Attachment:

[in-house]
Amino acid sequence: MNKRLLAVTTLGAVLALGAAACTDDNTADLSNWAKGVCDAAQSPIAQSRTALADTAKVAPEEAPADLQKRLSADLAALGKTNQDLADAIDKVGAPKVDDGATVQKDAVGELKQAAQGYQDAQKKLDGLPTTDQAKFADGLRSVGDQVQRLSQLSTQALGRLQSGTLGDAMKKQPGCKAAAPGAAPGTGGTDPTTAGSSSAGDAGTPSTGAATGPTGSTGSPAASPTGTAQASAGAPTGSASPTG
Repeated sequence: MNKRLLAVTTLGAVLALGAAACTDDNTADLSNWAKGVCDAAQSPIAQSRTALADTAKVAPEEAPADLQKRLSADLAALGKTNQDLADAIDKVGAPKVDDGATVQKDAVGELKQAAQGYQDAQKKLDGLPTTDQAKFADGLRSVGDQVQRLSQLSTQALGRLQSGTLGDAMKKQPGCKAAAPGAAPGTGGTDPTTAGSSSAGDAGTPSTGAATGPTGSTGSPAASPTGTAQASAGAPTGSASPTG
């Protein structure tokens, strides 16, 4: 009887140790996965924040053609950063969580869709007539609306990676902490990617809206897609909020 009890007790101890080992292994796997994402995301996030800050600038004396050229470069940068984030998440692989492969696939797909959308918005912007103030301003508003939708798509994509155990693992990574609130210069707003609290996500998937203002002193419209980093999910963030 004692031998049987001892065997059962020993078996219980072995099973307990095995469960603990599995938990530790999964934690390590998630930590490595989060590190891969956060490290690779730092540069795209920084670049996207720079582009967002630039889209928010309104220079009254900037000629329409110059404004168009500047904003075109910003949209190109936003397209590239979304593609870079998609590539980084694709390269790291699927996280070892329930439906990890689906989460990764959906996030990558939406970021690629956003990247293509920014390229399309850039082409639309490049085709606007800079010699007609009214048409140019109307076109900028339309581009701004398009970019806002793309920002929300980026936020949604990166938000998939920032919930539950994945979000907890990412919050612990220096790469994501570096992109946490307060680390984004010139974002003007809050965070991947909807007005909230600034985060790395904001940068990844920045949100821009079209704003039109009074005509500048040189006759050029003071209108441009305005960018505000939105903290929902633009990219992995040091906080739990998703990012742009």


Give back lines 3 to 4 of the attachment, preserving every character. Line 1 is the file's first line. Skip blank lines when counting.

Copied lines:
Repeated sequence: MNKRLLAVTTLGAVLALGAAACTDDNTADLSNWAKGVCDAAQSPIAQSRTALADTAKVAPEEAPADLQKRLSADLAALGKTNQDLADAIDKVGAPKVDDGATVQKDAVGELKQAAQGYQDAQKKLDGLPTTDQAKFADGLRSVGDQVQRLSQLSTQALGRLQSGTLGDAMKKQPGCKAAAPGAAPGTGGTDPTTAGSSSAGDAGTPSTGAATGPTGSTGSPAASPTGTAQASAGAPTGSASPTG
């Protein structure tokens, strides 16, 4: 009887140790996965924040053609950063969580869709007539609306990676902490990617809206897609909020 009890007790101890080992292994796997994402995301996030800050600038004396050229470069940068984030998440692989492969696939797909959308918005912007103030301003508003939708798509994509155990693992990574609130210069707003609290996500998937203002002193419209980093999910963030 004692031998049987001892065997059962020993078996219980072995099973307990095995469960603990599995938990530790999964934690390590998630930590490595989060590190891969956060490290690779730092540069795209920084670049996207720079582009967002630039889209928010309104220079009254900037000629329409110059404004168009500047904003075109910003949209190109936003397209590239979304593609870079998609590539980084694709390269790291699927996280070892329930439906990890689906989460990764959906996030990558939406970021690629956003990247293509920014390229399309850039082409639309490049085709606007800079010699007609009214048409140019109307076109900028339309581009701004398009970019806002793309920002929300980026936020949604990166938000998939920032919930539950994945979000907890990412919050612990220096790469994501570096992109946490307060680390984004010139974002003007809050965070991947909807007005909230600034985060790395904001940068990844920045949100821009079209704003039109009074005509500048040189006759050029003071209108441009305005960018505000939105903290929902633009990219992995040091906080739990998703990012742009």